Lawrence, Kansas commemorates the 100th birthday of a counterculture icon.
When I tell people that I live in Kansas, I’m quick to follow that I live in Lawrence, Kansas, which tempers an initial reaction that’s usually rife with references to farms and flat land.
If they’re a college basketball fan, they’ll recognize Lawrence as the home of the Kansas Jayhawks—one of the sport’s most successful programs. If they’re a history buff, they’ll recall Lawrence’s role in the Bleeding Kansas days preceding the Civil War. And if they’re someone in love with literature, Lawrence usually brings two names to mind: Langston Hughes and William S. Burroughs.
While Hughes spent his earliest years in Lawrence, Burroughs made it his home for the final 16, and finished some of his most popular works there, among them the Red Night trilogy. His presence in Lawrence made the city an essential destination for a who’s who of late 20th century counterculture, and most longtime locals have a fun story to share about running into Burroughs in unlikely places, such as the cat food aisle of his neighborhood grocery store.
Thanks to the savvy advice of his caretaker and companion, James Grauerholz, Burroughs spent his years in Lawrence collaborating with contemporary musicians like Kurt Cobain, filmmakers like Gus Van Sant, and artists like Keith Haring, effectively gaining a new generation of fans. One could argue that if Burroughs’ years before Lawrence were spent establishing himself as a visionary writer, thinker, and artist, his years in Lawrence were spent ensuring that no one soon forget who he was or what he did (and continued to do) thanks to Grauerholz’s guidance.
Considering the integral role Lawrence played in Burroughs’ life, it’s been great to see all of the various ways the city is celebrating what would have been his 100th birthday this month. The epicenter of the celebration is the Lawrence Arts Center, which has put together an outstanding exhibit of the visual art that comprised the majority of his creative output in his final years. Featuring a variety of paintings and mixed media pieces from spray-painted doors to bullet-ridden wooden planks, it’s clear by looking at his art that his sharp wit, deadpan humor, and satirical nature weren’t just characteristics of his unique writing style.
The topic of Burroughs’ relevance was the focus of a panel discussion I recently attended at the Arts Center featuring Grauerholz, Burroughs’ biographer Barry Miles, and Ira Silverberg, one of Burroughs’ literary agents. Over the course of the discussion and audience Q&A, it became clear to me that the attention still bestowed upon Burroughs is indicative of the lasting impact he’s had on our culture. From breaking down the walls of censorship through the publication of Naked Lunch to constantly challenging his readers to question authority, the panel pointed to multiple examples of how Burroughs’ influence has spread far beyond his well-known association with Jack Kerouac, Allen Ginsberg, and the other Beats. “Burroughs was one of the first to attack control systems and challenge you to find out where your information is coming from,” said Miles. “Unlike other Beats, he’s the only one that remains truly relevant.”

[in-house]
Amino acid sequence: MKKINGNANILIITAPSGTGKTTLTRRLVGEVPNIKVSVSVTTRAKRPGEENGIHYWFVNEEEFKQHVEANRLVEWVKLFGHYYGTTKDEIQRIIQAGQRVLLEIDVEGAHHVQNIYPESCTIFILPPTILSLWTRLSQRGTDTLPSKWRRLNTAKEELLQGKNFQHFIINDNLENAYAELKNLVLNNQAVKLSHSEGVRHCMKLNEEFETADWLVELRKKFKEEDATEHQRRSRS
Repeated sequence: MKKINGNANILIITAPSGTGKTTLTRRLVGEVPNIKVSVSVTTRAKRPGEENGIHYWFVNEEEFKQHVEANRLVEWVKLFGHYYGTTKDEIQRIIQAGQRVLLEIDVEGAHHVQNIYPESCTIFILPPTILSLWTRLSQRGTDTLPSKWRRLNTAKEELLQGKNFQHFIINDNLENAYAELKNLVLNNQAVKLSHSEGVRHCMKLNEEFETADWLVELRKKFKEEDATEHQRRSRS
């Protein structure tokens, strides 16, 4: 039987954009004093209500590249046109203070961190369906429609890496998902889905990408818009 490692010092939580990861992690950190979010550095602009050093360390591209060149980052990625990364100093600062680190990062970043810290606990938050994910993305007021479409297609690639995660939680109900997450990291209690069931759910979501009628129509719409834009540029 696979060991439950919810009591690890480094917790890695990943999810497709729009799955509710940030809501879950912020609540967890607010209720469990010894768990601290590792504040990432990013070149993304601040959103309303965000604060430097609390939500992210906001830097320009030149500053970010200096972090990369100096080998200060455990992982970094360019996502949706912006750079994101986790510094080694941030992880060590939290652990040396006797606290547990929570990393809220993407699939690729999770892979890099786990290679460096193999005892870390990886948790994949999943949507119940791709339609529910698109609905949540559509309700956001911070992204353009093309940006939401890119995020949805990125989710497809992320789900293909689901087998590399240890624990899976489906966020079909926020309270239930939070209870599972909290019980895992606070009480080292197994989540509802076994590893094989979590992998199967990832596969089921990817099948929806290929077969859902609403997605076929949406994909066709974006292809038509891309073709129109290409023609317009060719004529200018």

Aside from the role Lawrence played in Burroughs’ life, the panel also spoke at length about the growing international interest in his work, which has made it possible to continue printing new editions of his books (Grauerholz mentioned that Burroughs’ books have been translated into at least 30 different languages), as well as comprehensive biographies such as Miles’ latest: Call Me Burroughs: A Life (Twelve Books, 2014). At more than 600 pages, Miles’ book is an incredibly detailed but fascinating look at the circumstances and events that shaped Burroughs’ world view and provided the framework for his work.
As Burroughs’ work continues to find new audiences, it’s important to recognize the role that those who knew him personally continue to serve in keeping his work alive and accessible. “Today, we are rebuilding the audience for Burroughs,” said Silverberg. “If there aren’t people maintaining the legacy, there isn’t one.” To take Silverberg’s point a step further, when an artist is no longer living and their output ceases, it’s the responsibility of those who hold their work in high regard to pass it on and keep it alive—an obvious, but oft forgotten notion. To that end, Grauerholz recently donated Burroughs’ last journals, edited manuscripts, and other notes and letters to the Kenneth Spencer Research Library at the University of Kansas—a move that not only ensures future academic study of Burroughs, but one that perpetuates Lawrence’s role as an essential destination for those with an interest in discovering the man and his work. “William spent his last years, wrote his last books, painted his (first and) last paintings and jotted-down his last words in Lawrence, Kansas,” Grauerholz said in the KU news release announcing the donation. “So the city of Lawrence, and the University of Kansas which is the heart of our community, deserve to have the last word on Burroughs’ life and works.”
Christian Williams is Editor in Chief of Utne Reader; contact him at email@example.com or follow him on Twitter: @cwwilliams. He also paints and makes music. View and listen to his work at www.christianwwilliams.com.